Oversized glass panels repeat across ODA’s 101 West 14th Street

Facade of Fractals

Oversized glass panels repeat across ODA’s 101 West 14th Street

ODA designed 101 West 14th Street, a residential tower marked by its use of oversized glass panels (Scott Frances)
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Architect: ODA
Location: New York
Completion Date: 2023

In Manhattan, where Greenwich Village, West Village, Union Square and Chelsea merge is 101 West 14th Street. The residential building designed by ODA Architecture and developed by Gemini Rosemont Development aimed to create a heightened occupant experience. The condominium offers 10,000 square feet of amenities and 44 one- to four- bedroom residences. With an overall height of 13 stories, ODA implemented a repetitive fractal-inspired design to the facade composed of 18-foot, floor-to-ceiling glass walls that provide a unique experience to inhabitants and viewers from the street.

The fractal glass box facade contrasts 101 West 14th Street from the surrounding buildings. This fractal design has become somewhat of a signature element across ODA’s architectural portfolio.

18-foot glass panels foster visual connection to the street (Scott Frances)

101 West 14th Street was driven by the concept of glass panel units replicated and repeated at different scales. ODA uses the word fractal to describe the repetition of the geometry, “It is the concept of a never-ending pattern, one that repeats itself across different scales,” Eran Chen, founder and executive director of ODA, told AN. “Fractals are often found in nature, with a great example being the branching of a tiny stream into a creek, then to a river delta and then finally into a much larger body of water.” The pattern is a relief from the architectural context surrounding it.

The sandwich panels framing the large glass spans made of solid aluminum sheets (Scott Frances)

Although the geometry is more box-like, rather than curved, breaking up the repeating pattern drove the design. Chen added, “Studies have shown that we respond positively to [fractal] patterns, and that they activate alpha brain waves.”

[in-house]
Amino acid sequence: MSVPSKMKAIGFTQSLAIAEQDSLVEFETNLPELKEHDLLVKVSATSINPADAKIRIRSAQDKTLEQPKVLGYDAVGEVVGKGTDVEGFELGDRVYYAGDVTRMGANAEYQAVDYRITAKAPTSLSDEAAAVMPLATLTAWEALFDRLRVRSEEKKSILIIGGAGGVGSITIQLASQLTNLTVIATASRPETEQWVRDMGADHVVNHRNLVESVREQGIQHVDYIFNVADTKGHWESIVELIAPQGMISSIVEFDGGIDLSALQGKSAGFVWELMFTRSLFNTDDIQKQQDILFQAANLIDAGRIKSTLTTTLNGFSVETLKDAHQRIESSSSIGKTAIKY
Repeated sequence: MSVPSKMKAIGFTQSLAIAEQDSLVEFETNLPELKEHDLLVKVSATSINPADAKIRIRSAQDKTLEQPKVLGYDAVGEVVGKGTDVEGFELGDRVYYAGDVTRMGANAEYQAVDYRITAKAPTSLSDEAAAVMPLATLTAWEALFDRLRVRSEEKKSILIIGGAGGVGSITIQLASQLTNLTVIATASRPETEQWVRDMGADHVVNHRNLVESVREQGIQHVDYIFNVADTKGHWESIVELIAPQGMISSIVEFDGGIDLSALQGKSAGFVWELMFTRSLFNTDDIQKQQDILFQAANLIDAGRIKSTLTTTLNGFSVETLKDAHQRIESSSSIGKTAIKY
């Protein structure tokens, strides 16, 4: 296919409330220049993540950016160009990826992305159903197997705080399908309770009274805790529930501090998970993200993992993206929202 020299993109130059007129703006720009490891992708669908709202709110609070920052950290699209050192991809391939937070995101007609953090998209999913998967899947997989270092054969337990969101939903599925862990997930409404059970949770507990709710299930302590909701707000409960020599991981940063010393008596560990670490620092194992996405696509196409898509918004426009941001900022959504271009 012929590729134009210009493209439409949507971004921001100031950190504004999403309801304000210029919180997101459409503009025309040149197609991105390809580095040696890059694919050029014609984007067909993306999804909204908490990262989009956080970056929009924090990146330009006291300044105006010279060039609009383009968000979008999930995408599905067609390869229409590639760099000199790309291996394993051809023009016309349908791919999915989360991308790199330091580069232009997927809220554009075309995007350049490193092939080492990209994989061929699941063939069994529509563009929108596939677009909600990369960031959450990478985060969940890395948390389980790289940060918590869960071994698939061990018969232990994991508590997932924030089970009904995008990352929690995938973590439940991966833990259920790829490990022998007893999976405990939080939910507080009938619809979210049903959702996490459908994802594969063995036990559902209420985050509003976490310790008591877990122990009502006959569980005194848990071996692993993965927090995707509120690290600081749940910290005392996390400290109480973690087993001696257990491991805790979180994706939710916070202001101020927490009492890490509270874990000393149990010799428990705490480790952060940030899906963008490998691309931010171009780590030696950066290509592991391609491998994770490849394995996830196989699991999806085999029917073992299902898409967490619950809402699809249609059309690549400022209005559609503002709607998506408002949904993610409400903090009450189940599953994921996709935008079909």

In this project, quality of life is not measured in floor area, but in volume. The 18-foot, floor-to-ceiling glass walls create double-height living rooms that maximize the amount of natural light let into the interior space. Triple-paned windows provide a sense of solidarity and quiet, while their transparency offers residents a new perspective and stronger connection to the surrounding cityscape.

Glass panel units replicate and repeat across the facade at different scales. (Scott Frances)

The oversized glass panels were fabricated in Italy’s Veneto region. At the time, the installation of these windows required the largest hoist operation in New York City. Each facade panel was installed with a spider crane sitting one floor above. According to ODA, the curtain wall brackets were also designed to allow for detailed adjustments on site in order to accommodate any construction needs.

To reach a high standard of energy performance ODA worked closely with exterior wall consultant and facade subcontractor LaufsED, from the start of design to the completion of the facade installation. The large glass panels reduce the amount of aluminum connections where the U-value is much lower. According to LaufsED and ODA, the center of the glass performs better than the outer edges, meaning larger spans of glass perform better than smaller ones would. The larger panels improve the area’s weighted total U-value.

In further detail, ODA explained that the sandwich panels framing the large glass spans made of solid aluminum sheets that have been bent to form profiles. The external projected fins and the facade unit frames are made of extruded aluminum profiles. The panels were hoisted one by one and secured from the inside, so as to not expose screws. The panels are powder coated according to the AAMA’s (American Architectural Manufacturers Association) 2604 for weather resistance.

Sketch of 101 West 14th Street (Eran Chen)

101 West 14th Street serves as a residential anchor for the neighborhood, and the unique facade design establishes itself as a future landmark of the 14th Street corridor.

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